Myanmar's newspaper industry is booming thanks to a looser censorship and ownership regulations. DW Akademie and Germany's ARD public broadcaster invited experts to Berlin discuss the changing media landscape.
Myanmar is opening up. Since the new government of President U Thein Sein came to power in March 2011, the country has abolished press censorship and relaxed restrictions on privately owned newspapers. Although the media sector's explosive growth and dynamic changes present Myanmar journalists with new opportunities, the journalists are not sure to what extent they can trust them.
"Officially we now enjoy the same freedoms as many other journalists in the world," said Pe Myint, the chief editor and cofounder of the Myanmar publication, "Pyithu Khit" (The People's Age Journal). Pe Myint is also involved in the country's newly founded press council.
Panel of experts (from left to right): Sandar Lwin, Florian Meesmann, deputy chief editor of German public broadcaster MDR, Pe Myint, and Michael Lenz, freelance Southeast Asia correspondent
"But even if our articles no longer have to be approved by the authorities beforehand, we still face potential consequences after publication," Myint said during the DW Akademie and ARD discussion series, "Media International". He pointed out, however, that this had not yet happened.
Journalists were still wary of the Ministry of Information, agreed editor of the weekly "Myanmar Times", Sandar Lwin .
"So now we're practicing self-censorship instead and we're not fully exploiting our new freedoms," Lwin said. "The reform process is still in its early stages and it also depends on people’s previous experiences with the regime."
Mathis Winkler, head of DW Akademie's Eurasia division, recounted a visit to the Myanmar state broadcaster, Myanmar Radio and Television (MRTV). In 2008 MRTV headquarters were moved to a remote town, several hours away from the former capital, Yangon. This was to enable the military junta to watch over MRTV staff more easily, and to safeguard the broadcaster from an external attack.
"The building is enormous and looks like an abandoned spaceship," Winkler said. "Most of the qualified journalists have returned to Yangon and the ones who remain are those who can't keep pace with the changes." For Winkler, this was symbolic of the challenges facing the country, and especially the media sector.
DW Akademie is supporting the establishment of a journalism school in Myanmar together with other national and international organizations. After the military junta came to power in 1962, journalists received little training.
The booming media sector now means there is a severe lack of media professionals. "I recently saw an advertisement for a newly established newspaper that was seeking 50 reporters," Winkler said.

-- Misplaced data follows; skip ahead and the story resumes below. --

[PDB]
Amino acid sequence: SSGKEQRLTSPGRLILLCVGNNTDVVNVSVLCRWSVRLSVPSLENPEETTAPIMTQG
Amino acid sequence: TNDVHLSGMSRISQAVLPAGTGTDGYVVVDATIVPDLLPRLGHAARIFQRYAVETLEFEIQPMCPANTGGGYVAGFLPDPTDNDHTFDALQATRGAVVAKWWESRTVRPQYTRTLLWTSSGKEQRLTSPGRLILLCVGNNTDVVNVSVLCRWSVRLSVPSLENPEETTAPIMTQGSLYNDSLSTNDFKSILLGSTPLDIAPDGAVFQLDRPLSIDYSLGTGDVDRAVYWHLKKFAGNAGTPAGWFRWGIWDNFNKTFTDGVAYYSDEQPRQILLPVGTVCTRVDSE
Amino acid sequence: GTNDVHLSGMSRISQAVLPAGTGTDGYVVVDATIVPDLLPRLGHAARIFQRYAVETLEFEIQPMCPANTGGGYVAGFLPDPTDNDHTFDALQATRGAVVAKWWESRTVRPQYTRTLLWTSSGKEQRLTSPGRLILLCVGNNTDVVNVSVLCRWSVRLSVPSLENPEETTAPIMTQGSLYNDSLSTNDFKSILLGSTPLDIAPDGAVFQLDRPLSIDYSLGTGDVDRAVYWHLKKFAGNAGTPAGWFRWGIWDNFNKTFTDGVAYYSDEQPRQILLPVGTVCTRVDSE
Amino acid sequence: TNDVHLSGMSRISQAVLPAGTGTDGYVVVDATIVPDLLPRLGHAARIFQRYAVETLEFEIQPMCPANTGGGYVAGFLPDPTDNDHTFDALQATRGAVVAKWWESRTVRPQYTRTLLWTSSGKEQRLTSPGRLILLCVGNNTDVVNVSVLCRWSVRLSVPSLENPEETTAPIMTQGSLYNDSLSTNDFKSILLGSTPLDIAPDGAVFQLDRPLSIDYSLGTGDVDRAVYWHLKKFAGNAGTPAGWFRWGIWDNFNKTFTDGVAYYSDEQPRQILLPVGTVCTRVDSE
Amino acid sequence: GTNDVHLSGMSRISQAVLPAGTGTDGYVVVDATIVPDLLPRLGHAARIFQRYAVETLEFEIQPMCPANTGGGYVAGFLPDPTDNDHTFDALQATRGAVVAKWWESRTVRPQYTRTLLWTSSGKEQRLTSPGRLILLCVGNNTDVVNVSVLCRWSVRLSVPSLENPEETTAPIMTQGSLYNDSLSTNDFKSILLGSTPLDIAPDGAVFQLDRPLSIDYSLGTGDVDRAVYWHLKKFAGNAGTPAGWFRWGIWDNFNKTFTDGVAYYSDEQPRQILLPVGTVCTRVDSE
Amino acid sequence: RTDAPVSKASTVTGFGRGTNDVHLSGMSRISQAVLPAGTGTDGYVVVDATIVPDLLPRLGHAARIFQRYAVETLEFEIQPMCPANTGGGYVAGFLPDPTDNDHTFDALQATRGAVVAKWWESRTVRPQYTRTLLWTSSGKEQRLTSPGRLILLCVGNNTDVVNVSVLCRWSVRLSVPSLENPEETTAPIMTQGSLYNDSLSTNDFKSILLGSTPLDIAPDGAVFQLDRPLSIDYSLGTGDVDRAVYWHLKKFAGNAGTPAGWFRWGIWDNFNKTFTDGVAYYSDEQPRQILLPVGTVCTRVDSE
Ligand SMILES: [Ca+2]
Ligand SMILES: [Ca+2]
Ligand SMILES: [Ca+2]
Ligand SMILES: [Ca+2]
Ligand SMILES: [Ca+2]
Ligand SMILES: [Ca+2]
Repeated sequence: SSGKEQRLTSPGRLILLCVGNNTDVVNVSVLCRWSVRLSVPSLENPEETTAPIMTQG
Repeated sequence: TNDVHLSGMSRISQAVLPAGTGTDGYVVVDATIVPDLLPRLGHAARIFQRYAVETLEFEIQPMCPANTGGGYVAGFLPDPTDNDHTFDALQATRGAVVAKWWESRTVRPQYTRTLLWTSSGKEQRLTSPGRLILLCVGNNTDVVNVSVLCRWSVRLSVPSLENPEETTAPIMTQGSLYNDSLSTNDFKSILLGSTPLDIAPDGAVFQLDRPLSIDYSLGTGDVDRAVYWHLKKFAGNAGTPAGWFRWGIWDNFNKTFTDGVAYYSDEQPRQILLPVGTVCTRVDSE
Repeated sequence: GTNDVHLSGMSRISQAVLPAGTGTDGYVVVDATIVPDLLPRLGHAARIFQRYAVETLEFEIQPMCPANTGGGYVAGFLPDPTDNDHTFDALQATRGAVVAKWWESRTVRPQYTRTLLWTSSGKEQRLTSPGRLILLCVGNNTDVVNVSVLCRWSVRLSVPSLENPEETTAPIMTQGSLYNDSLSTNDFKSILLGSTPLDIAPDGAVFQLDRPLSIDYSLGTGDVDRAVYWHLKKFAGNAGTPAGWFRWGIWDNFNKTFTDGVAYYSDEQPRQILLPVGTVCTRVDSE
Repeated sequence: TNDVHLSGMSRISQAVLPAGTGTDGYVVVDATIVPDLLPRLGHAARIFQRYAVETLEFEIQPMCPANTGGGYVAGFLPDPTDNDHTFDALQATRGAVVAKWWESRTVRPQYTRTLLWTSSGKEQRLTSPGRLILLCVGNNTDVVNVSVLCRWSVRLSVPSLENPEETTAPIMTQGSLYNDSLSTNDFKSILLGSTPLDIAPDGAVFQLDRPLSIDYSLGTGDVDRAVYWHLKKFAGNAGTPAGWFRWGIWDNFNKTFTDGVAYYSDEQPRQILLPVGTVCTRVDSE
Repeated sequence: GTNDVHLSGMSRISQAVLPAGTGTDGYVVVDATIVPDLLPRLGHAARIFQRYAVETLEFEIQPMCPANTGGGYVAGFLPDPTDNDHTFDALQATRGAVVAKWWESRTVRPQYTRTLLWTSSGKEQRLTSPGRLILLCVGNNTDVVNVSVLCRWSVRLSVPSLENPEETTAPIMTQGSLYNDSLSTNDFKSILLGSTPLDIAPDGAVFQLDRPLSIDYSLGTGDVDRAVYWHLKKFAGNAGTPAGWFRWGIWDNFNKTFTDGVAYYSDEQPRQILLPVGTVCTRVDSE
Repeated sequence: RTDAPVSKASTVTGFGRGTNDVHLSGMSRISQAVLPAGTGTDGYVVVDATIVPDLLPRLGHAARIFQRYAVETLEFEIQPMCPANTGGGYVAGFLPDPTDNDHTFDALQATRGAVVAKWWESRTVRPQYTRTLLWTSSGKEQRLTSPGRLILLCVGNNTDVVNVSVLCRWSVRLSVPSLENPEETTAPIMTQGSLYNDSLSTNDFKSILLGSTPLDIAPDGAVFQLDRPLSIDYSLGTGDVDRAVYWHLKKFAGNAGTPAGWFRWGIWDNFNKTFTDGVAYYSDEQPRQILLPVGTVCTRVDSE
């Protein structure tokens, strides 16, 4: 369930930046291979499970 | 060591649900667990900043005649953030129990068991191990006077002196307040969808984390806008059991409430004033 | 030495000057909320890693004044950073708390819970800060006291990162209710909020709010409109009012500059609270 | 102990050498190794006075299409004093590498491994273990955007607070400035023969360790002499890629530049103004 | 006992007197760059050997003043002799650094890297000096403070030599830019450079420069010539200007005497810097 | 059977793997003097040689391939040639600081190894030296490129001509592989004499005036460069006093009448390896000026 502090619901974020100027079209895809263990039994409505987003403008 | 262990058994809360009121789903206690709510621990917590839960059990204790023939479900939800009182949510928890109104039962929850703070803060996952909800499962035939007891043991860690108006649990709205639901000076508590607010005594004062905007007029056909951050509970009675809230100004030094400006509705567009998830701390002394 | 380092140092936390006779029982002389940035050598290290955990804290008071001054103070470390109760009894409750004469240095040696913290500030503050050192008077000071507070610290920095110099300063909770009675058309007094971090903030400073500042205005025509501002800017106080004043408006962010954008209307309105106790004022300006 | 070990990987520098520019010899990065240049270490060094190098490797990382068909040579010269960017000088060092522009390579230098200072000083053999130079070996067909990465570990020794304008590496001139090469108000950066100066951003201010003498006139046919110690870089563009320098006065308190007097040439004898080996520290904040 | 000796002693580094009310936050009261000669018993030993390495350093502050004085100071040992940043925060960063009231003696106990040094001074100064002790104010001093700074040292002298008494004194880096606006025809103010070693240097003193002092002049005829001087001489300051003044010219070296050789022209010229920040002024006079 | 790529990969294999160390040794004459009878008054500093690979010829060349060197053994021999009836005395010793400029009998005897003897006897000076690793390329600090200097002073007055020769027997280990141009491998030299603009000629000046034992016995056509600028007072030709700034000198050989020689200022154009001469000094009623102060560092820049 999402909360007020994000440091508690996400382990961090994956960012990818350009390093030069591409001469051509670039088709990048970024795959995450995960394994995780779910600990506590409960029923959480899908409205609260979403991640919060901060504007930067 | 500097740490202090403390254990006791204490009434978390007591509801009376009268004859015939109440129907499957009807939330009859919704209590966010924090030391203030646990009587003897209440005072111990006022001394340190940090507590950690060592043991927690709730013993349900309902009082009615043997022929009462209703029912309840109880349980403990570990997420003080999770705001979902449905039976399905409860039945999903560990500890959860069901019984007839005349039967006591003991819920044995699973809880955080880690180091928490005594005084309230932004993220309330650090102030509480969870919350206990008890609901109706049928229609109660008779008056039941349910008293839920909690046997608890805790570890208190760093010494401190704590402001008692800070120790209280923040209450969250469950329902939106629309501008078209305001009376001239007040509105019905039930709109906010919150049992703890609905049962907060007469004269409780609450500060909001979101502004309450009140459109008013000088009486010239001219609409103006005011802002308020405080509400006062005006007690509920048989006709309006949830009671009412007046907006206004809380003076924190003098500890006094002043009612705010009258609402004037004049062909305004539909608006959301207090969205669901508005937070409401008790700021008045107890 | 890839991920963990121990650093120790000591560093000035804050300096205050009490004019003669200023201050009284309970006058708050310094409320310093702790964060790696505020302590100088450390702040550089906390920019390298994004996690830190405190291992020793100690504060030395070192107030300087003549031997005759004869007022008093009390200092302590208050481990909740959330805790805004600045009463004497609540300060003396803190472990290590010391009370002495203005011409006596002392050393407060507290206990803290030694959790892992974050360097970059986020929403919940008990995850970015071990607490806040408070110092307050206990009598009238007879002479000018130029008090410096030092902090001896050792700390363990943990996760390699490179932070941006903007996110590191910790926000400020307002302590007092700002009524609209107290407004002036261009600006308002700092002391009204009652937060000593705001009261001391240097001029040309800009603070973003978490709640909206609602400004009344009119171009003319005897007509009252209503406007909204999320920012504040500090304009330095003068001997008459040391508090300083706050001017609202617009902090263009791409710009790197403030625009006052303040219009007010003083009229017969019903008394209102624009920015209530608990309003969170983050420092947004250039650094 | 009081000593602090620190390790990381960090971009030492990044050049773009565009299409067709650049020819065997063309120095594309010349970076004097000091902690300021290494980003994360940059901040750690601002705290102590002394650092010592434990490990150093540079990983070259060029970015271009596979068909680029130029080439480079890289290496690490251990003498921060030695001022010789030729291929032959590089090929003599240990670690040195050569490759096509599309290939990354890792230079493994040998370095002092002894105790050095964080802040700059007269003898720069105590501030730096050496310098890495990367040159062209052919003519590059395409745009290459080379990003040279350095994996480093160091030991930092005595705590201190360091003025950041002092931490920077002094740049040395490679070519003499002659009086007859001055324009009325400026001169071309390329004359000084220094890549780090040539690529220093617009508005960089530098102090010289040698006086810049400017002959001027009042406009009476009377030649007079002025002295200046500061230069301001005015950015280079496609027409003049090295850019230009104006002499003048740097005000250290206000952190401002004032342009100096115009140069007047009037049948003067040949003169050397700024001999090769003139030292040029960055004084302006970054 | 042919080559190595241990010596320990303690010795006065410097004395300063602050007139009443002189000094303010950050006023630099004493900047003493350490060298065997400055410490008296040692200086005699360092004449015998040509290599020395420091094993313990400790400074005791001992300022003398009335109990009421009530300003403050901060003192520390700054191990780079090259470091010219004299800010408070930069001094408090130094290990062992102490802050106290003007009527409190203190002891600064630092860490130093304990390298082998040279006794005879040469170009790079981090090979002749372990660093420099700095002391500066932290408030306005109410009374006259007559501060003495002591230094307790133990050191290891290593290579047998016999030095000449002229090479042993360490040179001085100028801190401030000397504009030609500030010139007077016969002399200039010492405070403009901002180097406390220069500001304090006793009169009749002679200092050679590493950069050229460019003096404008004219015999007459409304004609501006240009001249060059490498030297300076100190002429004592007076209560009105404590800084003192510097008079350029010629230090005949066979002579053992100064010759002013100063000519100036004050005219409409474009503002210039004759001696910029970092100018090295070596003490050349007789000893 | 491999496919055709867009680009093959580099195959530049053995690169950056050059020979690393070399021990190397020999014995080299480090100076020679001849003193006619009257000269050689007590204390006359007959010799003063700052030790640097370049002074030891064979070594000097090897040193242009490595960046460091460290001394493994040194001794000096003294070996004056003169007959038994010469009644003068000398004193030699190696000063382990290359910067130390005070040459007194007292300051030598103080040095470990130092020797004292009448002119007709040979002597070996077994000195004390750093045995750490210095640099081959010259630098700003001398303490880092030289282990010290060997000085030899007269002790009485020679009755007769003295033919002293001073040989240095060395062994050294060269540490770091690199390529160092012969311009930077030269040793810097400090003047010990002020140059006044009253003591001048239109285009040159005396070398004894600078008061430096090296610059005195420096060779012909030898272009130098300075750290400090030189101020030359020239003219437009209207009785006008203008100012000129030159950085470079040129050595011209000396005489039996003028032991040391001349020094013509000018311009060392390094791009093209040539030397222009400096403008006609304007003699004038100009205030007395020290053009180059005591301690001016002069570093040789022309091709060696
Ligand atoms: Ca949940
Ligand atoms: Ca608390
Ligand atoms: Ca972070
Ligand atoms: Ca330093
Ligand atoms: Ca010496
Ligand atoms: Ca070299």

Myanmar editor Myint only partly agreed that it was essential to improve training programs. "Certainly, quality journalism requires training, but you don't need training to have freedom of the press," he said.
However, he added that the new press freedoms were changing the mentality of journalists.
"Almost all political journalists are political activists which means our coverage of Aung San Suu Kyi and the democracy movement was always positive," he explained. "Still, our reporting has become more differentiated."
Sandar Lwin believed it was also important for journalists to report on Myanmar's ethnic conflicts in a more sensitive and balanced way. "As journalists, we have a certain responsibility," she said.
She was, however, skeptical about a growing foreign influence and that it didn't always have Myanmar's best interests at heart. She cited the example of the Chinese government which was now offering journalism training even though its own press wasn't particularly liberal.
"In terms of geopolitics, the Chinese are very interested in Myanmar," she said. "I believe the trainings are closely tied to that and I'm concerned that this could influence young journalists especially."
Even if journalists could now report freely, said Pe Myint, it was still difficult to get information. "Most government ministries don't release information despite requests," he pointed out, adding that there were also some obstacles when it came to reporting on the parliament.
"Although journalists are permitted to cover parliamentary meetings," said Sandar Lwin, "photos are not allowed."
DW Akademie's Mathis Winkler believed it was not just journalists who needed training, but also government officials. "The presidential spokesman is so far using his Facebook account to answer inquiries," Winkler said.